An Exploration of the Business Model Concept’s Meaning and Usage in Switzerland: Towards an Application Framework

Stalder, Oliver (2018) An Exploration of the Business Model Concept’s Meaning and Usage in Switzerland: Towards an Application Framework. PhD thesis, University of Gloucestershire.

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Abstract

Although considered a popular and useful tool to support the creation of new enterprises and to develop existing businesses, the business model concept is used so widely and loosely that it may have no clear meaning in practice. A thorough literature review showed that the concept is often discussed theoretically and conceptually but there was a distinct lack of empirical studies of its conceptualisation and application. This research is intended to address this limitation in extant knowledge. The broad research aim was to explore the conceptualisation and application of the business model concept within three Swiss communities of academics, training and consultancy professionals and small business owner-managers. Subsidiary aims were to explore the concept’s perceived limitations, and the ways that members of the three communities have further refined the concept in order to address to its shortcomings. To fulfil these aims, in-depth interviews were conducted with samples of 10 academics with expertise in business models, 13 business support professionals and 12 owner-managers of technology-based small businesses, all located in the German-speaking part of Switzerland. The research findings revealed a high level of diversity in the interpretation and application of the business model concept and in evaluations of its usefulness, both within and across the three samples. There were some interesting general differences between the samples. The academics reflected ideas from the literature while support professionals also offered new application perspectives, but only rarely applied the concept in their work with firms. Only a few SME owner-managers applied the concept in any way and some were unaware of it. The contributions include the finding that the business model concept is understood and applied differently across the three communities, a distinction being made between revenue and ‘advanced’ concept thinking, and the importance of time and emergence in the application of business model thinking. It is shown that SMEs are in a different business model development stage from start-ups and large firms, having different business model needs. The necessity of a framework assisting managers in the creation and diversification of revenue streams is proposed. As a final integrative contribution, the thesis concludes with a conceptual framework differentiating between the two main sub-units ‘value proposition’ and ‘business architecture/logic’ on the one side, and the two main purposes ‘analysis/refinement’ and ‘creation’ on the other side. This four-dimensional framework reduces complexity in application allows for making better-informed business model application decisions.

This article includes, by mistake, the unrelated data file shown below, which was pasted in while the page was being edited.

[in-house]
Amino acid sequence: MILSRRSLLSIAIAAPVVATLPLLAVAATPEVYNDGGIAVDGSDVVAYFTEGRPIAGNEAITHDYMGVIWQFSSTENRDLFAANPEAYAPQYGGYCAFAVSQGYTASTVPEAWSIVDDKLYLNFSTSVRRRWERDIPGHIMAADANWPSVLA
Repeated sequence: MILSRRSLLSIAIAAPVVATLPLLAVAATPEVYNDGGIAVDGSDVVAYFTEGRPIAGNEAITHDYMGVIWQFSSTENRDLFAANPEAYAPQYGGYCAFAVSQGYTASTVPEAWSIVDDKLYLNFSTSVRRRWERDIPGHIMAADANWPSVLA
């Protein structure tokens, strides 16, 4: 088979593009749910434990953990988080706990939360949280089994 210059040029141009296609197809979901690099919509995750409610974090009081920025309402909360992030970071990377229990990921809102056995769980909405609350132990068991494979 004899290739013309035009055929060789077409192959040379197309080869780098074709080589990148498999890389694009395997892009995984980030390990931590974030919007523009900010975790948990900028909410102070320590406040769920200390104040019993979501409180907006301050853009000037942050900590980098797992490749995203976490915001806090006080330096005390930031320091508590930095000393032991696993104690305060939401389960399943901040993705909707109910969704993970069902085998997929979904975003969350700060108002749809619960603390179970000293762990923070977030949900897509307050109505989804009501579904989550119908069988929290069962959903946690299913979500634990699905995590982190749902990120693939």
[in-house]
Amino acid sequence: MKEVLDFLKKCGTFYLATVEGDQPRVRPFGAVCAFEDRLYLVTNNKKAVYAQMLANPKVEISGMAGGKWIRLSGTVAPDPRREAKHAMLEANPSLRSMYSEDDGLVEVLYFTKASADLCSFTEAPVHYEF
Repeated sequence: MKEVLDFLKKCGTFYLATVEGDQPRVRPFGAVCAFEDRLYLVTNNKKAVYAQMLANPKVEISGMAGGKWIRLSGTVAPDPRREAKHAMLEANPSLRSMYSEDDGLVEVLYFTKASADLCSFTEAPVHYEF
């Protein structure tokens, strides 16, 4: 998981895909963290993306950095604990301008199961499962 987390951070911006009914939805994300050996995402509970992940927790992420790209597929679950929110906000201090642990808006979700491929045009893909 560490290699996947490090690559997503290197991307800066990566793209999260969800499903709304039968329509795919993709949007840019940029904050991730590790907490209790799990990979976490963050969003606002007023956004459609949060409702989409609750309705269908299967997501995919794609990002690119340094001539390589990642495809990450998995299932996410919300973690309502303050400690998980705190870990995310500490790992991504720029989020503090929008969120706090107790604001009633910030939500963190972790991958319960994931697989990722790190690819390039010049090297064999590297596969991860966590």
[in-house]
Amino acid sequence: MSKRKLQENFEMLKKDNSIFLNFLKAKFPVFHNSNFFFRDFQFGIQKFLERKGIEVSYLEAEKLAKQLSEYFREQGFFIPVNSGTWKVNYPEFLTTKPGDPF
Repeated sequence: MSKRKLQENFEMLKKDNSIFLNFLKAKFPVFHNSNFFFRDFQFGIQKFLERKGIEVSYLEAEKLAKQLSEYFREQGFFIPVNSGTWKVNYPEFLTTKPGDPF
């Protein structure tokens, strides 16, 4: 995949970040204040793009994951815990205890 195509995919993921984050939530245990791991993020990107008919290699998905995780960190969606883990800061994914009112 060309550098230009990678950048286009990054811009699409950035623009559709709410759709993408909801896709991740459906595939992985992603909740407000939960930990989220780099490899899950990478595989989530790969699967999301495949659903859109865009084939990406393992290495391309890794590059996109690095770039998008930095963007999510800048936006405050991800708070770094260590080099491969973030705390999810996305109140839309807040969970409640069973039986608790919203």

Item Type: Thesis (PhD)
Thesis Advisors:
Thesis AdvisorEmailURL
Watts, Gedgwatts@glos.ac.ukUNSPECIFIED
Bell, Robinrbell@glos.ac.ukUNSPECIFIED
Uncontrolled Keywords: Business model concept; Switzerland; Small and medium enterprises (SMEs)
Subjects: H Social Sciences > HD Industries. Land use. Labor > HD2340.8 Small and Medium-sized businesses, artisans, handcrafts, trades
Divisions: Schools and Research Institutes > School of Business and Technology > Business, Entrepreneurship and Financial Management
Depositing User: Susan Turner
Date Deposited: 23 Jan 2019 17:05
Last Modified: 15 Feb 2019 17:28
URI: http://eprints.glos.ac.uk/id/eprint/6442

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